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Usage Examples

Run a command as a different user

on hosts do |host|
  as 'www-data' do
    puts capture(:whoami)
  end
end

Run with default environmental variables

SSHKit.config.default_env = { path: '/usr/local/libexec/bin:$PATH' }
on hosts do |host|
  puts capture(:env)
end

Run a command in a different directory

on hosts do |host|
  within '/var/log' do
    puts capture(:head, '-n5', 'messages')
  end
end

Run a command with specific environmental variables

on hosts do |host|
  with rack_env: :test do
    puts capture("env | grep RACK_ENV")
  end
end

Print some arbitrary output with the logging methods

on hosts do |host|
  f = '/some/file'
  if test("[ -f #{f} ]")
    info "#{f} already exists on #{host}!"
  else
    execute :touch, f
  end
end

The debug(), info(), warn(), error() and fatal() honor the current log level of SSHKit.config.output_verbosity

Run a command in a different directory as a different user

on hosts do |host|
  as 'www-data' do
    within '/var/log' do
      puts capture(:whoami)
      puts capture(:pwd)
    end
  end
end

This will output:

www-data
/var/log

Note: This example is a bit misleading, as the www-data user doesn't have a shell defined, one cannot switch to that user.

Run a command which requires interaction between the client and the server

on hosts do |host|
  execute(:passwd, interaction_handler: {
    '(current) UNIX password: ' => "old_pw\n",
    'Enter new UNIX password: ' => "new_pw\n",
    'Retype new UNIX password: ' => "new_pw\n",
    'passwd: password updated successfully' => nil # For stdout/stderr which can be ignored, map a nil input
  })
end

Download a file from disk

on roles(:all) do
  puts 'Downloading DB Backup File'
  date_path = Date.today.strftime("%Y/%m/%d")
  download! "/var/mysql-backup/#{date_path}/my-awesome-db.sql.gz", "my-awesome-db.sql.gz"
end

Upload a file from disk

on hosts do |host|
  upload! '/config/database.yml', '/opt/my_project/shared/database.yml'
end

Note: The upload!() method doesn't honor the values of within(), as() etc, this will be improved as the library matures, but we're not there yet.

Upload a file from a stream

on hosts do |host|
  file = File.open('/config/database.yml')
  io   = StringIO.new(....)
  upload! file, '/opt/my_project/shared/database.yml'
  upload! io,   '/opt/my_project/shared/io.io.io'
end

The IO streaming is useful for uploading something rather than "cat"ing it, for example

on hosts do |host|
  contents = StringIO.new('ALL ALL = (ALL) NOPASSWD: ALL')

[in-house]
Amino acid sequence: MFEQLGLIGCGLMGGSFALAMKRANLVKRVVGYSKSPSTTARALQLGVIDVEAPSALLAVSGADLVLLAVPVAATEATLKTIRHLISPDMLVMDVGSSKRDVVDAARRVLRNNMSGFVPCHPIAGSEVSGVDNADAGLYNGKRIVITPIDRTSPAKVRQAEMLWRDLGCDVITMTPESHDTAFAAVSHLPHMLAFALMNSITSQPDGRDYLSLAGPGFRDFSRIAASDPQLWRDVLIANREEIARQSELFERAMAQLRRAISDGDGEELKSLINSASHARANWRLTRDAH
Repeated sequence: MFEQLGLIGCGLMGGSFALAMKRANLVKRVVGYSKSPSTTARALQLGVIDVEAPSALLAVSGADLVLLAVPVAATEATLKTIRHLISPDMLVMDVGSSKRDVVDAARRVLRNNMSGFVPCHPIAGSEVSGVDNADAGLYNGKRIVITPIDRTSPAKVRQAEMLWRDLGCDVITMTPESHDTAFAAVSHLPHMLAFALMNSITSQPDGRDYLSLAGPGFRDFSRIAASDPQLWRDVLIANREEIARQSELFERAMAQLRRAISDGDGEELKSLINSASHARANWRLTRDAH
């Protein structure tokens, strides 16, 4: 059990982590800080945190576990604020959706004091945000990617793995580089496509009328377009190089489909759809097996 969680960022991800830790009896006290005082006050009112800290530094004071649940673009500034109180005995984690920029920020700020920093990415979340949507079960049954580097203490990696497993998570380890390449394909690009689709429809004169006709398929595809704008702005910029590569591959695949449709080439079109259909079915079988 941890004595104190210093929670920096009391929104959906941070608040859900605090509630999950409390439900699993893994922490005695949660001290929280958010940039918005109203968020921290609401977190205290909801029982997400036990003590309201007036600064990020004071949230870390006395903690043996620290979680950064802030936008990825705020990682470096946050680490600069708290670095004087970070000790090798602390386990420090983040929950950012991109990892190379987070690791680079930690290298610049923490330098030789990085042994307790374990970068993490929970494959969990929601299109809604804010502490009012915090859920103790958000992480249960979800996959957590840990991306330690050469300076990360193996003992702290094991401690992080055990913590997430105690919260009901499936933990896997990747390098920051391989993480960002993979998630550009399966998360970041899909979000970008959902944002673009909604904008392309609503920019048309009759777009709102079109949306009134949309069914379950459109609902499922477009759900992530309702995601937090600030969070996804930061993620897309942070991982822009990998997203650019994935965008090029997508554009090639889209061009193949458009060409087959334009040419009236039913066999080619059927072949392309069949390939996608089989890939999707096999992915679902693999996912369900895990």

upload! contents, '/etc/sudoers.d/yolo'
end

This spares one from having to figure out the correct escaping sequences for something like "echo(:cat, '...?...', '> /etc/sudoers.d/yolo')".

Note: The upload!() method doesn't honor the values of within(), as() etc, this will be improved as the library matures, but we're not there yet.

Upload a directory of files

on hosts do |host|
  upload! '.', '/tmp/mypwd', recursive: true
end

In this case the recursive: true option mirrors the same options which are available to Net::{SCP,SFTP}.

Setting global SSH options

Setting global SSH options, these will be overwritten by options set on the individual hosts:

SSHKit::Backend::Netssh.configure do |ssh|
  ssh.connection_timeout = 30
  ssh.ssh_options = {
    keys: %w(/home/user/.ssh/id_rsa),
    forward_agent: false,
    auth_methods: %w(publickey password)
  }
end

Run a command with a different effective group ID

on hosts do |host|
  as user: 'www-data', group: 'project-group' do
    within '/var/log' do
      execute :touch, 'somefile'
      execute :ls, '-l'
    end
  end
end

One will see that the created file is owned by the user www-data and the group project-group.

When combined with the umask configuration option, it is easy to share scripts for deployment between team members without sharing logins.

Stack directory nestings

on hosts do
  within "/var" do
    puts capture(:pwd)
    within :log do
      puts capture(:pwd)
    end
  end
end

This will output:

/var/
/var/log

The directory paths are joined using File.join(), which should correctly join parts without forcing the user of the code to care about trailing or leading slashes. It may be misleading as the File.join() is performed on the machine running the code, if that's a Windows box, the paths may be incorrectly joined according to the expectations of the machine receiving the commands.

Do not care about the host block

on hosts do
  # The |host| argument is optional, it will
  # be nil in the block if not passed
end

Change the output formatter

# The default format is pretty, which outputs colored text
SSHKit.config.format = :pretty

# Text with no coloring
SSHKit.config.format = :simpletext

# Red / Green dots for each completed step
SSHKit.config.format = :dot

# No output
SSHKit.config.format = :blackhole

Implement a dirt-simple formatter class